Louise Hardy, owner of Hardy’s Kitchen, stops by our table as we talk, and confirms: “We love it and we are delighted with it. Everyone who has tried it has really enjoyed it.
“We recommend it to our customers and people’s instant reaction is to go for it. We get lovely comments when they do. The fact that it is created by a local company is a real winner.”
Launched just two months ago, Lucky Cup Tea already offers 15 different blends. They range from real energy boost, caffeine rush blends to teas that are great to relax and unwind with, and from black teas to green teas and fruit and herbal infusions.
Choices include Headstart, an Argentinian-inspired espresso of the tea world, Into the Mangroove, which is a black tea with tropical fruits, and the caffeine free Pancake Flip, inspired by a New York brunch and with a flavour of blueberry pancake.
I opt for Indian Summers, a chai made with black tea. It has the traditional chai ingredients of cardamon and ginger, together with aniseed and chilli to give it a delicious kick.
While tea is a very traditional product, you get the sense that Lucky Cup Tea is the kind of contemporary craft business that is only possible with the communications networks of the 21st century – bringing together skills and ingredients from all over the world.
Gary and Hannah come up with the imaginative concept for each tea, and then use the services of a master blender based in Kent to put together the perfect combination to fulfil their brief. Their latest challenge to him has been to come up with a fiery Oriental tea that looks like Bruce Lee’s track suit in Game of Death.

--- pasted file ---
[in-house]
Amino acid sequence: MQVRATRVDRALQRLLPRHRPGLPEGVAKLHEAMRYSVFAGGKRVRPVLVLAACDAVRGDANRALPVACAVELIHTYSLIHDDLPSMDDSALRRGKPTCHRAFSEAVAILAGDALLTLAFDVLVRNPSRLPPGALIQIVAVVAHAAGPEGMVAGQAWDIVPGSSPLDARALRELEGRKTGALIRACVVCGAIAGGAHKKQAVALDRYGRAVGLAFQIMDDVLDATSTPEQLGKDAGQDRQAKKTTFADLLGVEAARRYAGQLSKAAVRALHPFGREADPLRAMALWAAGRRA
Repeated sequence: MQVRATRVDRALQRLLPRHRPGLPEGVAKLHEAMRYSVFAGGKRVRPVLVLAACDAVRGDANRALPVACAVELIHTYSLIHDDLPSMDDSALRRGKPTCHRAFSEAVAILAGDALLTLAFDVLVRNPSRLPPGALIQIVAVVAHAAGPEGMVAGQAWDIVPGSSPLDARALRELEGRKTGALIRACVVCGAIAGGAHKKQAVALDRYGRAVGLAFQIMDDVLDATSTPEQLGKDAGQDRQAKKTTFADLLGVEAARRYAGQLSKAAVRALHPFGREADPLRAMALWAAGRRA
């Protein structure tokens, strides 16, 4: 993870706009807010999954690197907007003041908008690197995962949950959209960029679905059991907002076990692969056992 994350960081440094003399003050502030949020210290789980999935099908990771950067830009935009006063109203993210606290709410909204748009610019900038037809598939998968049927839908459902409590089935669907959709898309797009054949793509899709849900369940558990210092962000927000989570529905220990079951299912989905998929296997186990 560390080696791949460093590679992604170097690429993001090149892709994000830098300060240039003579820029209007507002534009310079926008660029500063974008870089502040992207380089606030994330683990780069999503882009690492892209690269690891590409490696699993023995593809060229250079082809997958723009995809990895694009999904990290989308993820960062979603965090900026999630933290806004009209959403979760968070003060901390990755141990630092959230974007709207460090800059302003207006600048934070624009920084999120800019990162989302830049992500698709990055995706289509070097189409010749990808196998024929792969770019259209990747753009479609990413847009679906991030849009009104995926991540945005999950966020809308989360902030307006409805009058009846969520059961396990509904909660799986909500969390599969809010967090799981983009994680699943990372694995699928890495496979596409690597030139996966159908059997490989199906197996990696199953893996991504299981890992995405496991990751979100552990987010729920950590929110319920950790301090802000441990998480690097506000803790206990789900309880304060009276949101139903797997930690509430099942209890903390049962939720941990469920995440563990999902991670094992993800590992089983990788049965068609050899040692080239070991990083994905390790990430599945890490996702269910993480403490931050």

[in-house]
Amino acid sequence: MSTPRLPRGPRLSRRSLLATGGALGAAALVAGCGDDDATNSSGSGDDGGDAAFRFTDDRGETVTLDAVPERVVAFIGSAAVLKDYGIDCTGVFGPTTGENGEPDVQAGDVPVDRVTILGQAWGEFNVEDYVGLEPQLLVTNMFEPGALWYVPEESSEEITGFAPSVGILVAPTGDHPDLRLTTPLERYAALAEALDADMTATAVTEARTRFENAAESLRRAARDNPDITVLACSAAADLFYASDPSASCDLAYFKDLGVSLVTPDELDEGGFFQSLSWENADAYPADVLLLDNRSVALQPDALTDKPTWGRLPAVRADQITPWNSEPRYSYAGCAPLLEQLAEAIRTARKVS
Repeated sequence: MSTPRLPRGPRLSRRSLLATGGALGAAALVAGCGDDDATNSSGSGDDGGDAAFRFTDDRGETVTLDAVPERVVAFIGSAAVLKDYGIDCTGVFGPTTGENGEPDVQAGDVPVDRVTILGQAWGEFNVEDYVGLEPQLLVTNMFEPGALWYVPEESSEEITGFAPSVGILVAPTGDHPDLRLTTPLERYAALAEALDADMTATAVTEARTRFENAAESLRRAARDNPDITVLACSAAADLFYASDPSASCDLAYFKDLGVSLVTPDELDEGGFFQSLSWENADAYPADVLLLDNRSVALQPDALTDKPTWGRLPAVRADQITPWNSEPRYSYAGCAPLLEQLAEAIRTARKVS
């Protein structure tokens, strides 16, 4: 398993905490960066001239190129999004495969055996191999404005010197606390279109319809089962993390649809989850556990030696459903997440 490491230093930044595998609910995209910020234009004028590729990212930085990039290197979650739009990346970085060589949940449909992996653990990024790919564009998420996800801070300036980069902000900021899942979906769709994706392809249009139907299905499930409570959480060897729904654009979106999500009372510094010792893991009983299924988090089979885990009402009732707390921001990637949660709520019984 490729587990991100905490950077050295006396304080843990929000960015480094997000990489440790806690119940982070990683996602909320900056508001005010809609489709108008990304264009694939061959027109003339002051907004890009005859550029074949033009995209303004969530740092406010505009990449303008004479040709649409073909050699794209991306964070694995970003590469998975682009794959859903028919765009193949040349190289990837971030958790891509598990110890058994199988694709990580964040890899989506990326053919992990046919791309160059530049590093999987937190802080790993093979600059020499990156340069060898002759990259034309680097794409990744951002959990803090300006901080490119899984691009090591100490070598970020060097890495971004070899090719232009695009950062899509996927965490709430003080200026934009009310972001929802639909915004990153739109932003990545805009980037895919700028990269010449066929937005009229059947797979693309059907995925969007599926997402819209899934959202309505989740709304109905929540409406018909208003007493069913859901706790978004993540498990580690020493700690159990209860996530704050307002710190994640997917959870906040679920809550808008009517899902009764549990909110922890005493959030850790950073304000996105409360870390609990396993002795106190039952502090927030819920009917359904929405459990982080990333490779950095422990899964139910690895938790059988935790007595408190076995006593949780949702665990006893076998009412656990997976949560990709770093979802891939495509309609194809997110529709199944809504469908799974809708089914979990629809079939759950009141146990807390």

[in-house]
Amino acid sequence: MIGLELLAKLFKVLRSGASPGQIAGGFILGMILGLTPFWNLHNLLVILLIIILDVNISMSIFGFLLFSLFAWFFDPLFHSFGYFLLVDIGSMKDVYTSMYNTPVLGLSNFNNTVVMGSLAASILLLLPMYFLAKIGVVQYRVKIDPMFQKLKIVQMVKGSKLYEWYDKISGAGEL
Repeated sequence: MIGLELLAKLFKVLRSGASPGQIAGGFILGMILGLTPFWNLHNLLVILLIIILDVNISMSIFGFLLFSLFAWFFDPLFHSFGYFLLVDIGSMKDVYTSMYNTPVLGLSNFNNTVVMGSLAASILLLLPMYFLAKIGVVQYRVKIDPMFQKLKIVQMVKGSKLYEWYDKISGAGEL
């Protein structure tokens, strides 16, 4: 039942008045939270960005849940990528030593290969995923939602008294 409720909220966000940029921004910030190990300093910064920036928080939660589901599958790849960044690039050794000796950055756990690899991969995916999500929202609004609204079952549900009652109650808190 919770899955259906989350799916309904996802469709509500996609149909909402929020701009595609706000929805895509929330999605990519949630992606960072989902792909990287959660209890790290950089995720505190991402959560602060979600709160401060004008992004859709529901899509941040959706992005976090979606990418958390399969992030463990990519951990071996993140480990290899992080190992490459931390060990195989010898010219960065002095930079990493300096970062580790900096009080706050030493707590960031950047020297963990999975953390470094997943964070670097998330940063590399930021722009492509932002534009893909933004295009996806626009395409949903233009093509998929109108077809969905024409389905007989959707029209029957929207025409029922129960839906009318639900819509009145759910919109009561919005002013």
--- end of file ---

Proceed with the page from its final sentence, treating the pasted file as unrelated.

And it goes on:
Then the packaging is created by a designer and brand expert who trained at St Martin’s College in London but is based in Bucharest, conferencing with Gary and Hannah via Skype. All the packages have a linked stylistic theme, but each has a unique design to reflect the ingredients in the individual tea.
“Hannah has a very strong visual sense,” says Gary. “We started with retro travel posters in mind. We loved the energy and optimism of that.”
The teas get mixed by hand in a facility in Kent, and then packaged for distribution.
“We are working in the craft world, where everything is made with care and love rather than being part of a big conglomerate world of mass production,” says Gary.
As well as Hardy’s, Lucky Cup Tea is available at Ness Gardens, at Deli 1386 in West Kirby, and will soon to be on the menu at Billy and Victoria Preston’s new West 34 bistro. They also sell online to customers all over the UK.
They are looking next to make Lucky Cup Tea available in Hoylake, Heswall, Parkgate, and then Liverpool, Chester, and Manchester.
“I want it to be available in places that reflect the brand and product that it is,” says Gary. “I want it to grow in the right way where it feels like it is a special product.
“It is high quality tea very carefully blended. But tea can be a fun, enjoyable experience without being too complicated, and our tea is for normal people. It is not elitist or snobbish.”